We had another great Talk last week, this time on the topic of cross-sector leadership. Thanks to all of you who made it out. It was a great conversation with a lot of energy. A summary is below for those of you who couldn’t make it, so feel free to add to the discussion in the comments. (Also, if you aren’t into reading that much, you can also check out the great graphical recording of the discussion done by Caitlin Connelly Ellsworth.)
This was the last Talk of the season, but don’t worry! We are working on scheduling a full line-up for the fall. If you or your organization is interested on hosting an UnSectored Talk on an unsectored issue, let us know.
Posts will continue on UnSectored as normal to the keep the conversation going, of course, but we will look forward to seeing you offline in the fall!
Summary of “Cross-Sector Leadership for Change:”
- The term “leader” has been so engrained into the social-change lexicon that its meaning has been diluted. It seems as though everyone is a leader now.
- A “cross-sector” leader cannot be an individual. Because cross-sector leadership implies engagement with people across organizations, cross-sector leadership with inherently involve more than one person. This has huge implications on the skills required to be a part of an effective cross-sector initiative.
- Because cross-sector leadership is about the group over the individual, this means individuals must give up their own goals and desires for the good of the work’s outcomes.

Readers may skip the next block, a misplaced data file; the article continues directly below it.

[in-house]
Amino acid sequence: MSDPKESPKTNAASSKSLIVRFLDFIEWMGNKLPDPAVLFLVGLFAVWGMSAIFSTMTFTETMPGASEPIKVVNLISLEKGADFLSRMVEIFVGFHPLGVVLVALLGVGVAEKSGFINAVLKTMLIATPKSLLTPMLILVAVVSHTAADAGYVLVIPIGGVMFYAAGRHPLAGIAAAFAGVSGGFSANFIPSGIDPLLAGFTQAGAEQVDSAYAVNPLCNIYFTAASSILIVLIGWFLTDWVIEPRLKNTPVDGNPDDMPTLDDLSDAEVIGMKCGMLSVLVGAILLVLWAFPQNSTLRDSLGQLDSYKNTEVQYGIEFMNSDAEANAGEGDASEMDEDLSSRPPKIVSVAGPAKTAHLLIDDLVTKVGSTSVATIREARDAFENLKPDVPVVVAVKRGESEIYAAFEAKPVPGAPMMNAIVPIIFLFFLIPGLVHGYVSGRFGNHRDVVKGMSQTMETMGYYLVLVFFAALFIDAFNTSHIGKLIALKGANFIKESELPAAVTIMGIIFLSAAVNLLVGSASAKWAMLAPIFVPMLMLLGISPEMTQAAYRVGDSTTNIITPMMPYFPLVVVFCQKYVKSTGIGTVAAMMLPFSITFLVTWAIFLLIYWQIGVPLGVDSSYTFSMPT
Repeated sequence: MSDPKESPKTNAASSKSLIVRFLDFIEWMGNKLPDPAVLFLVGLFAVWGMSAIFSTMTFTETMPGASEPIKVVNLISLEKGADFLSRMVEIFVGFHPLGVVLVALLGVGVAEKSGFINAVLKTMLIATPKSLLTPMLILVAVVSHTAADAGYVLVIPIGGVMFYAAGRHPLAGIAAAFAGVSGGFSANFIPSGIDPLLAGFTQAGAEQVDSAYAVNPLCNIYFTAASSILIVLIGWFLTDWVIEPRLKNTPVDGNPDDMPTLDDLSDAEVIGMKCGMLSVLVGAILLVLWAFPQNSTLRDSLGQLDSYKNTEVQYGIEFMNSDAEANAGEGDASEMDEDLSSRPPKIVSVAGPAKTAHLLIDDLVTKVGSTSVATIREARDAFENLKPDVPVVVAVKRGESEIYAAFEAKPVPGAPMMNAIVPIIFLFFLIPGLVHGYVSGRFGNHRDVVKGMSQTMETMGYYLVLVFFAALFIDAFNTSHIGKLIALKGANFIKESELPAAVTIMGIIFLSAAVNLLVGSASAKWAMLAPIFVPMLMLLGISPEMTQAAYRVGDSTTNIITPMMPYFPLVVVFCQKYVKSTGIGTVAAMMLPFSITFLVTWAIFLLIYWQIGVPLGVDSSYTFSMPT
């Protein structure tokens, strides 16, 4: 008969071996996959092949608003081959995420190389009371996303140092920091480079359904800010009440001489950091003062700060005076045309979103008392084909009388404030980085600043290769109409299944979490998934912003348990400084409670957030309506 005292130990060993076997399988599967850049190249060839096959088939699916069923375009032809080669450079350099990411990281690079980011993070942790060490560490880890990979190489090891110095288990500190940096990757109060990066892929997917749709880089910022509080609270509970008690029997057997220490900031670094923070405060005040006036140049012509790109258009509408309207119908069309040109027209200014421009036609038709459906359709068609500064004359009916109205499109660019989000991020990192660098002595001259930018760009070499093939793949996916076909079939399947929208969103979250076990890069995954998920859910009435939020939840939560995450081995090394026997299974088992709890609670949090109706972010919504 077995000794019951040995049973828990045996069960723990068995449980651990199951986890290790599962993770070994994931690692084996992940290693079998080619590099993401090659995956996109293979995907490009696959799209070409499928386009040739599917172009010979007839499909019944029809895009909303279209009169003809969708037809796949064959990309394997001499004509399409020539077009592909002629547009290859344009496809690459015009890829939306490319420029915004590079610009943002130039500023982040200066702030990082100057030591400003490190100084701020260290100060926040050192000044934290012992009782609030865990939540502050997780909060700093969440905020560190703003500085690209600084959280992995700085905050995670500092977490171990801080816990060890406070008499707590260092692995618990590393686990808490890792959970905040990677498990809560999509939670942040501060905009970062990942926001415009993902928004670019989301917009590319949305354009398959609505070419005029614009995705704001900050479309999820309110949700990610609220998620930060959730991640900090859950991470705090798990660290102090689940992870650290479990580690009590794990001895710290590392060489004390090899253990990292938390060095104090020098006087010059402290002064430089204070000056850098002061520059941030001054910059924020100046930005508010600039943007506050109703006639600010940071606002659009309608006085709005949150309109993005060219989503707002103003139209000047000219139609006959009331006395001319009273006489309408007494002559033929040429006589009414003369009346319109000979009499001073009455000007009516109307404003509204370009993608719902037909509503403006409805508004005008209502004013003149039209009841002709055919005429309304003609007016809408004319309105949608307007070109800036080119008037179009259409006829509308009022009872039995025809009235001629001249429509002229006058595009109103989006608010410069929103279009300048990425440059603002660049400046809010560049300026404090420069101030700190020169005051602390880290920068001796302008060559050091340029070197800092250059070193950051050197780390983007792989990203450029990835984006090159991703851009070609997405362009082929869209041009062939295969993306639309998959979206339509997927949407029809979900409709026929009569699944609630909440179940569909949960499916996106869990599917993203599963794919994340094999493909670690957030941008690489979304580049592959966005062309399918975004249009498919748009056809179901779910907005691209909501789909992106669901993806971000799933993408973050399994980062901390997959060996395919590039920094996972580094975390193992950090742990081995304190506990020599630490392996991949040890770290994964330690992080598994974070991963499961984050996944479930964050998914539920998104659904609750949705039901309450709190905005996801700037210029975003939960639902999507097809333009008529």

- Issues that require cross-sector leadership are mostly systemic issues, as system-level problems need collaborative work from all sectors. Smaller problems most likely will not need a cross-sector approach.
- If you are driving a cross-sector initiative through your work at an organization, you will be less accountable to the stakeholders of your organization. If you work for a for-profit, you have to focus on profit less; in a nonprofit, you will be less focused on your board members; in government, less focused on your constituents. You are in theory more accountable to the “public good” or “public value,” but since those have much more open definitions than traditional accountability measures, this could cause problems in determining the effectiveness of the initiative, as well as maintaining an appropriate level of accountability.
- There was a large discussion about social media’s relationship with leadership in cross-sector work. We concluded that social media was great to hold people and organizations accountable, but it is very difficult to use social media to “build” something. It is better used for being reactive towards a decision that the public doesn’t agree with.
- The major players in each sector are focused on maintaing the status quo, as they have benefited from that status quo. This causes hesitancy to get involved in true cross-sector work, as working across sectors will always go against the status quo.
- For effective cross-sector work (and leadership), individuals must understand the orientation of representatives from other sectors–their motivations, values, and goals. To do this, individuals must be exposed to how the different sectors function. This could start as early as high school, but there is a lot of potential to introduce this kind of education (or experiential education) in college and grad school.